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Amazon blames ‘error’ for blocking Nintendo resellers from listing products

Amazon blames ‘error’ for blocking Nintendo resellers from listing products


The apparent policy change was emailed out by mistake

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Amazon Marketplace sellers who deal in new, used, and refurbished Nintendo products woke up to a peculiar notice yesterday: without warning, Amazon was telling third-party sellers that they could no longer list Nintendo products of any kind without seeking approval. The policy change appeared to affect both Nintendo games and Nintendo hardware like 3DS handhelds. At first blush, it looked like two companies had stuck a so-called brand gating deal, common in e-commerce and designed to restrict third-party sellers who may traffic in counterfeits.

After a day of silence, Amazon says the email notifying Nintendo resellers of the apparent policy change was a mistake. “Yesterday’s email was sent in error and all impacted listings were reinstated within hours,” a company spokesperson now tells The Verge. Despite Amazon’s claim that all listings were reinstated, a forum thread filled with affected Amazon Marketplace sellers has been active for the last 24 hours. It’s unclear how many sellers were affected, and whether Amazon has communicated the error to them.

Initially, the policy change looked quite similar to the type of brand gating deals Amazon has struck with Apple and other companies in the past. Those deals have had the effect of kicking off all but the largest third-party sellers from an e-commerce platform, ostensibly as a tool for counting down on counterfeit products. (Nike is another big-name Amazon partner in this regard.) But dozens of legitimate third-party Nintendo sellers were saying they were being cut off from the most lucrative US marketplace for selling online goods without any explanation and without any guidelines for how to proceed.

Amazon now says it has reinstated all Nintendo resellers’ listings

According to an email provided to The Verge from a Nintendo seller on Amazon, the company’s initial message read, “As part of our ongoing efforts to provide the best possible customer experience, we are implementing approval requirements for Nintendo products... Effective on 2019-10-31, you will need approval to list the affected products. If you do not obtain approval to sell these products prior to 2019-10-31, your listings for these products will be removed.” That the policy went into effect the same day the notice was issued, giving sellers no time to prepare, raised reg flags.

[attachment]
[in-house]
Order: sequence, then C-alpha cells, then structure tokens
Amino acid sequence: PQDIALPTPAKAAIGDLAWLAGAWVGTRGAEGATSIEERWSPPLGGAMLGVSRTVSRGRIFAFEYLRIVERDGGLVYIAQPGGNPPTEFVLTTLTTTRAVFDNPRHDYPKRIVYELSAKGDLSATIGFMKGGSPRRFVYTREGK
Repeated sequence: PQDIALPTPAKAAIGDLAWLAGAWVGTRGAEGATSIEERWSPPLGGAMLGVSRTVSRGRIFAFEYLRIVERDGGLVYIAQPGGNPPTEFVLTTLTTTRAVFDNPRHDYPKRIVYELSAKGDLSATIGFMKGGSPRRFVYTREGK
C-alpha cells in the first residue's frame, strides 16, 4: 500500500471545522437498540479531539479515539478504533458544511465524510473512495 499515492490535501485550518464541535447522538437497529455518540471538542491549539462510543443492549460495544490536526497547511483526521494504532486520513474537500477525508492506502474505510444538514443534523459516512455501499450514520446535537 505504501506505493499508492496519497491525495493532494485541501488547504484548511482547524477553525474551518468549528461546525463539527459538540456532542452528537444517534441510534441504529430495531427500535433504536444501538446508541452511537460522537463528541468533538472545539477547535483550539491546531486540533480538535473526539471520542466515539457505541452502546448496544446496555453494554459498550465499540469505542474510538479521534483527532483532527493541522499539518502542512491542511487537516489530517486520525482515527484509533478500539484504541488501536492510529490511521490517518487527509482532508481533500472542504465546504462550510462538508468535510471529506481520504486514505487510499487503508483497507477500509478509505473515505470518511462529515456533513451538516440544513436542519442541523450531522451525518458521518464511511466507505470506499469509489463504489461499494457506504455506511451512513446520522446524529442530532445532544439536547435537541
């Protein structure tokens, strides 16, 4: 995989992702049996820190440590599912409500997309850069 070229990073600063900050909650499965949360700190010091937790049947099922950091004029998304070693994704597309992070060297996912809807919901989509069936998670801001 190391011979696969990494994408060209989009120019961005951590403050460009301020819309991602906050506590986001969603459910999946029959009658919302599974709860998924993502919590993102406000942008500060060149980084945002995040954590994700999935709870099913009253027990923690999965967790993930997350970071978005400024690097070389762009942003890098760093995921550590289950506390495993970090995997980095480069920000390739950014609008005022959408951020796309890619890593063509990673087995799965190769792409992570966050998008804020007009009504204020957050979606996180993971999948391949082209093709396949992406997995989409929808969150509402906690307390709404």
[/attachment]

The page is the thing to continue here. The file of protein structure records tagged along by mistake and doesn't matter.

That was not the case last fall when Amazon struck a deal with Apple and gave sellers a few months’ heads-up. There was also no clear indication which products were affected, causing further confusion. It seemed to primarily be targeting old games, but some sellers said they were able to list products as refurbished or new in some cases and keep the listing active. As Ars Technica reported, “counterfeit retro Nintendo cartridges have been an open secret among Amazon sellers for some time.”

The publication spoke to a Nintendo seller who says a standard order of roughly two dozen old Pokémon games, even from a major retailer like GameStop, might arrive with 12 or so bootleg cartridges. Many believed the apparent deal was designed to cut down on counterfeit and bootleg practices in the retro Nintendo reselling community. But without official comments from either Amazon or Nintendo for a full day, it was difficult to figure out exactly what was happening.

In the case of the official Apple deal, resellers were exempted so long as they met the inventory requirements set out in Amazon’s Renewed program, which for Apple involves purchasing at least $2.5 million products over the course of the prior 90 days. For all other products, Amazon says, “Supply invoices showing a minimum a total value of $50,000 in qualifying refurbished purchases in the previous 90 days from the date of the application.”

The effects of brand gating can be devastating for sellers of brands that have discontinued products and products that involve technical upkeep, like consumer electronics. Small Apple sellers on Amazon, for instance, that focused on refurbished MacBooks and iPods saw their businesses disappear overnight when the deadline for the Apple deal arrived back in January of this year. A majority of those sellers, very few of which can reasonably meet the Renewed requirements, were forced to start using their personal websites, eBay, Etsy, and other marketplaces. Some told The Verge Amazon was responsible for a bulk of their business.

Over the summer, the Amazon-Apple deal became a fixture of regulatory concern, when the Federal Trade Commission began interviewing Apple resellers about the effects of the Amazon deal. A formal investigation has yet to open, but Amazon’s handling of third-party sellers on its Marketplace, which is larger than its entire internal retail division by revenue, has become a focus in the federal government’s antitrust investigations into Big Tech. Amazon Marketplace, and how Amazon uses sales data it gleans from third-party sellers to develop its in-house products for its private label brands, is also at the center of a European antitrust investigation into the company.

Update November 1st, 5:25PM ET: Clarified that Amazon now says the email notifying Nintendo resellers of the new approval policy was sent by mistake and all listings have been reinstated. The headline has been updated to reflect this fact.